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FHA Announces Lower Mortgage Insurance Premiums For FHA Loans

March 26, 2024 2-minute read

Author: Lauren Nowacki


On February 22, the U.S. Department of Housing and Urban Development (HUD) announced that it will be reducing annual mortgage insurance premiums (MIPs) for certain home loans, saving FHA loan borrowers an average of $800 per year.

Soon after the announcement, Rocket Mortgage® implemented this change, one of the first to do so in the industry. That means current homeowners looking to refinance their FHA loan and current home buyers considering an FHA loan can benefit from this reduction today.

What Is MIP?

MIP, short for mortgage insurance premium, is required on all FHA loans (regardless of down payment) to allow for more flexible qualification requirements, like a lower credit score. 

There is an upfront MIP, which is paid at closing and an annual MIP, which is paid yearly and broken up into monthly payments as part of your mortgage payment. The FHA is reducing the cost of the annual MIP, not upfront.

The cost of an annual MIP depends on each borrower’s loan-to-value ratio (LTV), loan amount and length of their mortgage term. Depending on their down payment amount, a borrower may pay MIP for 11 years or throughout the life of the loan – meaning this reduction can save borrowers upward of tens of thousands of dollars in total.

How Much Will I Save?

The cost of an MIP is a percentage of your loan balance. The FHA is lowering MIP by 30 basis points (BPS) which is a reduction of 0.3% of your loan balance. That means, if you were paying 0.8% - 0.85% of your loan balance (the most common MIP cost), you’ll now pay 0.5% - 0.55% instead.

To show the monetary value of this change a borrower in a $265,000 home would save about $800 per year. A borrower with a $467,700 home – the national median home price in December 2022 – would save more than $1,400, according to the HUD press release.

Why Are They Reducing Costs?

Per the HUD press release, the Biden administration is committed to improving affordability and accessibility to homeownership for families across the country. This announcement “builds on a range of steps the Department of Housing and Urban Development has taken to make homeownership a reality for more Americans,” it says.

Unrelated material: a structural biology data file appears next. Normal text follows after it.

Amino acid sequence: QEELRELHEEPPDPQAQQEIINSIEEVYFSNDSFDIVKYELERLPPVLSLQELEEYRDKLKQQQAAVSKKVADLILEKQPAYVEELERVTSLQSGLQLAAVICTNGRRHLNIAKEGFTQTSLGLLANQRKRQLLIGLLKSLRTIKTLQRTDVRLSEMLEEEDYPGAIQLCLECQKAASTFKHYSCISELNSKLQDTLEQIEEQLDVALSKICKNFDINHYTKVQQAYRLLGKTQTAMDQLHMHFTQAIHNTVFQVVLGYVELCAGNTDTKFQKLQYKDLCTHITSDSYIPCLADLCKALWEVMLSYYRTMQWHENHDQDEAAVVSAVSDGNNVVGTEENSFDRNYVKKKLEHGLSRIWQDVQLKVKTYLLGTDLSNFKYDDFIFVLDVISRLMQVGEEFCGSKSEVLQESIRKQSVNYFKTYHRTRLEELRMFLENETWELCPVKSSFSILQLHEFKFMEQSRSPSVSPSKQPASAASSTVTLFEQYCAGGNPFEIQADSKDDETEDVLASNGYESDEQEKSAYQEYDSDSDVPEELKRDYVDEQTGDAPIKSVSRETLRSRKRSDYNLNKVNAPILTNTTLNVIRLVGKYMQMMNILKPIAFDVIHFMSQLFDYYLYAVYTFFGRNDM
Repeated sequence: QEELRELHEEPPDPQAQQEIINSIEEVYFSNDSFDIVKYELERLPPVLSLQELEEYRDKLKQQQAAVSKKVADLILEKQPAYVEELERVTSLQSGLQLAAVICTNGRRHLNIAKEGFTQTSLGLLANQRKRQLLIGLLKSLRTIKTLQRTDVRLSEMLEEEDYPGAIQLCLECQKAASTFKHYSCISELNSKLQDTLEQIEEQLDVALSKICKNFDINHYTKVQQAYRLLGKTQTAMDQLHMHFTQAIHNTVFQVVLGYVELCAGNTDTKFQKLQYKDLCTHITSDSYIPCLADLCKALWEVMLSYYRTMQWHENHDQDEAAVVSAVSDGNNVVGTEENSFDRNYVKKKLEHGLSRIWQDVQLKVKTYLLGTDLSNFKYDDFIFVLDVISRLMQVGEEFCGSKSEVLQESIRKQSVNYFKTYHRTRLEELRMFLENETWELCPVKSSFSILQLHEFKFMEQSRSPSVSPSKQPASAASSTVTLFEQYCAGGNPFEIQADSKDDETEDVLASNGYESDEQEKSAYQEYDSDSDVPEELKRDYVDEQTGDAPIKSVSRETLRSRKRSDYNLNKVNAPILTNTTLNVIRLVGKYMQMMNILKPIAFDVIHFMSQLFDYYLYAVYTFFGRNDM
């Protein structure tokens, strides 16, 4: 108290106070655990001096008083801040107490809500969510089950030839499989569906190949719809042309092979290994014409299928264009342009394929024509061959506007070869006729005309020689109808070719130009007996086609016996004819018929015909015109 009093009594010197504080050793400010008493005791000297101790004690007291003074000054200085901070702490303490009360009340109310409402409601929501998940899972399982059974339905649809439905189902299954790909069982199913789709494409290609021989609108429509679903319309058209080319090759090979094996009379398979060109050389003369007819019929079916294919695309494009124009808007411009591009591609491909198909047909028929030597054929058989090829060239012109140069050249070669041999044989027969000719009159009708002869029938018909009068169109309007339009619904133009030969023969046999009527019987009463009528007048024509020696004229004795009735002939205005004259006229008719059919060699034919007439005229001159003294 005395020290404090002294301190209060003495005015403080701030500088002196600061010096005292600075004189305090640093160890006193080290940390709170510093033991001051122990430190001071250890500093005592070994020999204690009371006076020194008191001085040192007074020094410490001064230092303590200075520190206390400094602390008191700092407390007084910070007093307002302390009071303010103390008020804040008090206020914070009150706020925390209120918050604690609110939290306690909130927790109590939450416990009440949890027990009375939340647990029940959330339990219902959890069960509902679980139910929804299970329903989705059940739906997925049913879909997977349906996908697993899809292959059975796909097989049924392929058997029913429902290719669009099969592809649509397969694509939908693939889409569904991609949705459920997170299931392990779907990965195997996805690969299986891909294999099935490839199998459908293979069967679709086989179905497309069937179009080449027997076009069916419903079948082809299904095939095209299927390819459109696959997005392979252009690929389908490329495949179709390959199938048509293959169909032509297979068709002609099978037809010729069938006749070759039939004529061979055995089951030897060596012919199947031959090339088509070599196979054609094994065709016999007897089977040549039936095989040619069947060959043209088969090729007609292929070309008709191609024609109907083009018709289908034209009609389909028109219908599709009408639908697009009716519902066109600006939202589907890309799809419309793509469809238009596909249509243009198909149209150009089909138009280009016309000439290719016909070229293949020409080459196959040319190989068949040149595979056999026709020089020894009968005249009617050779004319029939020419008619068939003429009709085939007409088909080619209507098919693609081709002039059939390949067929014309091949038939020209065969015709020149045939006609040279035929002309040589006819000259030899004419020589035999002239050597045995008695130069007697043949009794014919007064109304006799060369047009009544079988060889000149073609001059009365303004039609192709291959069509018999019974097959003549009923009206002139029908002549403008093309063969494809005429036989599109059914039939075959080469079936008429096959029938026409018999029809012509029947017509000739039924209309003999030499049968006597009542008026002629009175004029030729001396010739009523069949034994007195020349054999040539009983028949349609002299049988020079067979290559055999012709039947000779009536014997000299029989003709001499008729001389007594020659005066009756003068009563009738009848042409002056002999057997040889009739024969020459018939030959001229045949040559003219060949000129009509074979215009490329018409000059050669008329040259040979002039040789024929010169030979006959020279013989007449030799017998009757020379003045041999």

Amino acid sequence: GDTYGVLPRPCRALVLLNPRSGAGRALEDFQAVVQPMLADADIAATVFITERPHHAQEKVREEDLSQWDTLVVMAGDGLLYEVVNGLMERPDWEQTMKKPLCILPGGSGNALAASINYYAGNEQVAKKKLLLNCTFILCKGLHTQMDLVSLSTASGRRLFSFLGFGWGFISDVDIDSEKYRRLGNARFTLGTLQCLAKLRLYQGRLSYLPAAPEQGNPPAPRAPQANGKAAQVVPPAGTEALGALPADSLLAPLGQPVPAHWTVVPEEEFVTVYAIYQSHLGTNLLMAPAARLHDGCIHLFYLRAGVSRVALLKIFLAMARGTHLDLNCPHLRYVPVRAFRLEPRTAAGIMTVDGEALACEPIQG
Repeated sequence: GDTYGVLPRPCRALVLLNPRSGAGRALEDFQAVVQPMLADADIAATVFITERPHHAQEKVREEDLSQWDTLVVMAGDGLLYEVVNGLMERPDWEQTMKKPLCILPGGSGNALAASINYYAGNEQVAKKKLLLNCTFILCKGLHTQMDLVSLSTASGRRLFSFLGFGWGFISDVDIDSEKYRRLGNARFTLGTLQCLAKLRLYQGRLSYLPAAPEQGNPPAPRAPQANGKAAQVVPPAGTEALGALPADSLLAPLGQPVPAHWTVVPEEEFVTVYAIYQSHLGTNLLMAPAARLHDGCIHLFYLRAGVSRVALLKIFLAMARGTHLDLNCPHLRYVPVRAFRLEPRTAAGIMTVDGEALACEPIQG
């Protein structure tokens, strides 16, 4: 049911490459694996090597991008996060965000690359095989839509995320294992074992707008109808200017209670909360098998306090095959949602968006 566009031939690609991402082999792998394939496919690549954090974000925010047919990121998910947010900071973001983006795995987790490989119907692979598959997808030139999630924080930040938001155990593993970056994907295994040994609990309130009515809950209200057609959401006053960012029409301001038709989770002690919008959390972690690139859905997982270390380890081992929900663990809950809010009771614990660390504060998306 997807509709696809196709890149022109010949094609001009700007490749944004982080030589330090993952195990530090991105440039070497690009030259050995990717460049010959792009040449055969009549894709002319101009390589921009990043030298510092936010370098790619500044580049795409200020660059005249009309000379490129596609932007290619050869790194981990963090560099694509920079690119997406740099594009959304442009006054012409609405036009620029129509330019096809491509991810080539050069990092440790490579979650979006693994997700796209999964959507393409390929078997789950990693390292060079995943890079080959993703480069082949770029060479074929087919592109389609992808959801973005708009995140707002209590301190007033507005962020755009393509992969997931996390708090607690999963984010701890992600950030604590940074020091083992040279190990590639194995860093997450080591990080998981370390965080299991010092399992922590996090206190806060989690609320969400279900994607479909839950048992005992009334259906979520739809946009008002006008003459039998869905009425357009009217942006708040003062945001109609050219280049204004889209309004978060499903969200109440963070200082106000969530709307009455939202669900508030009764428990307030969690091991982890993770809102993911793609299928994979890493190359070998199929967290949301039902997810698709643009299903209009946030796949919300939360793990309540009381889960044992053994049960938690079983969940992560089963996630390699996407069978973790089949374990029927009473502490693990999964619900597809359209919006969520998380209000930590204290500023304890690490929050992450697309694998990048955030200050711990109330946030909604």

By reducing the cost of this type of loan, more people may be able to afford owning a home. This is especially true for low-income and first-time home buyers, who tend to benefit from FHA loans the most. This change is a welcome reprieve for Americans who, in the last year, have experienced higher home prices, housing costs and mortgage rates.

Who Is Affected By This Change?

Those affected by this change are current homeowners who are FHA borrowers looking to refinance their FHA loan and current and future home buyers who wish to purchase a home using an FHA loan. The reduction is for FHA-insured mortgages on single-family homes, condominiums and manufactured homes.

It is important to note that in order for current FHA borrowers who own a home to benefit from this reduction, they must refinance their FHA loan.

Where Can I Get More Information?

Rocket Mortgage Home Loan Experts are here to help. Whether you’re a current homeowner or looking to purchase a home with an FHA loan, they can answer questions and help you determine next steps. Call us at (833) 326-6018. If you’re considering using an FHA loan to purchase a home and are ready to take advantage of this reduction, you can start your application online. Rocket Mortgage is one of the first lenders to roll this out just after the announcement.

For more details, you can also read the full announcement from the White House. Along with a press release, Vice President Kamala Harris joined HUD secretary Marcia Fudge to deliver remarks on this announcement at Bowie State University in Maryland.

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Lauren Nowacki

Lauren is a Content Editor specializing in personal finance and the mortgage industry. Her writing focuses on reporting the best places to live in the U.S. based on certain interests and lifestyles. She has a B.A. in Communications from Alma College and has worked as a writer and editor for various publications in Philadelphia, Chicago and Metro Detroit.